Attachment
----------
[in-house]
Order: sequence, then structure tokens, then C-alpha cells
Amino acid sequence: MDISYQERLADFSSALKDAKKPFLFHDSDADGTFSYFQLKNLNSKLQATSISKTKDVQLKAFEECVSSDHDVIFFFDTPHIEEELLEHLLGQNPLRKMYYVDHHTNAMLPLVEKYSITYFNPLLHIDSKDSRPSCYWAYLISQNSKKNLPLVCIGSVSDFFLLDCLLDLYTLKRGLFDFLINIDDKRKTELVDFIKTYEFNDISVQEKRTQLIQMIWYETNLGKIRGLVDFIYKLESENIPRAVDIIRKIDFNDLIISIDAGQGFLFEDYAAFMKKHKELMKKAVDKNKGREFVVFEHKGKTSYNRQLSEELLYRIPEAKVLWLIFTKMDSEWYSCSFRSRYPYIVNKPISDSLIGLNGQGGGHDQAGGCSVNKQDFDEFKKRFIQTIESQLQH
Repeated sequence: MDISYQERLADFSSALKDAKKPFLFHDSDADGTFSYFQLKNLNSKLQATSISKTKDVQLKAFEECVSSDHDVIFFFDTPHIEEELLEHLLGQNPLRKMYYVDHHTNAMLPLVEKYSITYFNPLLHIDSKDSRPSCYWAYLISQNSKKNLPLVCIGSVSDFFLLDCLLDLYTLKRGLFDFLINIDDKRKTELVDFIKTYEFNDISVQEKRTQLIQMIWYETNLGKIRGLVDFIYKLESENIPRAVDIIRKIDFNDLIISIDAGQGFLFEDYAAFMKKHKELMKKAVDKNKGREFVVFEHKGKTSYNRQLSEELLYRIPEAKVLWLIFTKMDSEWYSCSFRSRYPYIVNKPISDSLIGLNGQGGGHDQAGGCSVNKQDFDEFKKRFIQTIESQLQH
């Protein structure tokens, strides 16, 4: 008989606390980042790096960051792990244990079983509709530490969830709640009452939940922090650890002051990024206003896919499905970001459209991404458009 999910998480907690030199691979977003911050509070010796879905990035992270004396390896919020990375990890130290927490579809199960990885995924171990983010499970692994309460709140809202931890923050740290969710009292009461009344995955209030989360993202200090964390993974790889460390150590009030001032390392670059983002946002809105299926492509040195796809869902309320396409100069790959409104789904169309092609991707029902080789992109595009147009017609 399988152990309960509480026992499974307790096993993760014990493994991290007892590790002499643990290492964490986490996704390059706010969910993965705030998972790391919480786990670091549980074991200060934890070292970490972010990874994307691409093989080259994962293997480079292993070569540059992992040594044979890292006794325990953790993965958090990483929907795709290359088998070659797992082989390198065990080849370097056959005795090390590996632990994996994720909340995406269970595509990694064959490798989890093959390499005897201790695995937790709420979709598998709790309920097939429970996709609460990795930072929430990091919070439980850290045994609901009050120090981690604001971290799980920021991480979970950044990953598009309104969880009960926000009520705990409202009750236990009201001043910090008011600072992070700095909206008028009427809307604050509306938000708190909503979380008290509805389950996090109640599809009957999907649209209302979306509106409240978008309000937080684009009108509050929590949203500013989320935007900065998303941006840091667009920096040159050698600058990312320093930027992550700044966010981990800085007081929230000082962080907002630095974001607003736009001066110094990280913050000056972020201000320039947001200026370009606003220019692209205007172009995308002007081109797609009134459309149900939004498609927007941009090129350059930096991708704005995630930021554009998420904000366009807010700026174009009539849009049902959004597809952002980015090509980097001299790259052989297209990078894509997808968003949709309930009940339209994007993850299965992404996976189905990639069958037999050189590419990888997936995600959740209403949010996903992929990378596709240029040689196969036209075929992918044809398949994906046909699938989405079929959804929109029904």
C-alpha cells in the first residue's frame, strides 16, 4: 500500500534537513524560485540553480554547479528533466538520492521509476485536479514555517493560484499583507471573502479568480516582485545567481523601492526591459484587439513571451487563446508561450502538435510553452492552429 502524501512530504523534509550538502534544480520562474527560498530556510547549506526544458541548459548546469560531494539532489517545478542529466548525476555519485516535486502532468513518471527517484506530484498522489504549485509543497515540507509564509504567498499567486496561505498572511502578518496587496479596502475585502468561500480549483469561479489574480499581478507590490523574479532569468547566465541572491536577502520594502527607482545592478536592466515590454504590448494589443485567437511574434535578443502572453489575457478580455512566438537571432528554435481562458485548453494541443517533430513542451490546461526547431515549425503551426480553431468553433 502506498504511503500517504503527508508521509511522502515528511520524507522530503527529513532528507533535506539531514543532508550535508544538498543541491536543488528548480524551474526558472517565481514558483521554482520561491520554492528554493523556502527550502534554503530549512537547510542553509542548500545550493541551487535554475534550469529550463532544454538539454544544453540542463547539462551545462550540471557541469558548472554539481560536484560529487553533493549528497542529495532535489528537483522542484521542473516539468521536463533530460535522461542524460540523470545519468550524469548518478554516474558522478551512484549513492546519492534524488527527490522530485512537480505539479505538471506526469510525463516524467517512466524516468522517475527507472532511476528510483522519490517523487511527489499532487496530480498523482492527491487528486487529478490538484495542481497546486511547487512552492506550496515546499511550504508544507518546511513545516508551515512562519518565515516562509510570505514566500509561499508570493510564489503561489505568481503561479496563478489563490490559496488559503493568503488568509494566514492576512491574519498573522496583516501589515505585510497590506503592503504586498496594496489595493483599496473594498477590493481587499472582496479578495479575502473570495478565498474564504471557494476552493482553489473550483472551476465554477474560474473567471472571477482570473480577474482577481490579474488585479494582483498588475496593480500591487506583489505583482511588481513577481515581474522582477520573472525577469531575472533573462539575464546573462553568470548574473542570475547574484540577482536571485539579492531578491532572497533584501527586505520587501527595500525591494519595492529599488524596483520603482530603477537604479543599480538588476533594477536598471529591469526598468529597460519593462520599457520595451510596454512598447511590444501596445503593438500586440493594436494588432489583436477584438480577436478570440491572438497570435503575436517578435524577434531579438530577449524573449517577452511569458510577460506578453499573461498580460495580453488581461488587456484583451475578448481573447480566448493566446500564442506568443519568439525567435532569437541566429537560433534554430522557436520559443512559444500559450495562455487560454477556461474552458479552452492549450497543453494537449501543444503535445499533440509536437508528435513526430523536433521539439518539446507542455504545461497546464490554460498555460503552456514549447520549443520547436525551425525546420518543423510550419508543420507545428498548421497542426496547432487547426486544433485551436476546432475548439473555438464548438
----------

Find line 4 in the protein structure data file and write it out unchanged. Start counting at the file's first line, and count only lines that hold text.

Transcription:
Repeated sequence: MDISYQERLADFSSALKDAKKPFLFHDSDADGTFSYFQLKNLNSKLQATSISKTKDVQLKAFEECVSSDHDVIFFFDTPHIEEELLEHLLGQNPLRKMYYVDHHTNAMLPLVEKYSITYFNPLLHIDSKDSRPSCYWAYLISQNSKKNLPLVCIGSVSDFFLLDCLLDLYTLKRGLFDFLINIDDKRKTELVDFIKTYEFNDISVQEKRTQLIQMIWYETNLGKIRGLVDFIYKLESENIPRAVDIIRKIDFNDLIISIDAGQGFLFEDYAAFMKKHKELMKKAVDKNKGREFVVFEHKGKTSYNRQLSEELLYRIPEAKVLWLIFTKMDSEWYSCSFRSRYPYIVNKPISDSLIGLNGQGGGHDQAGGCSVNKQDFDEFKKRFIQTIESQLQH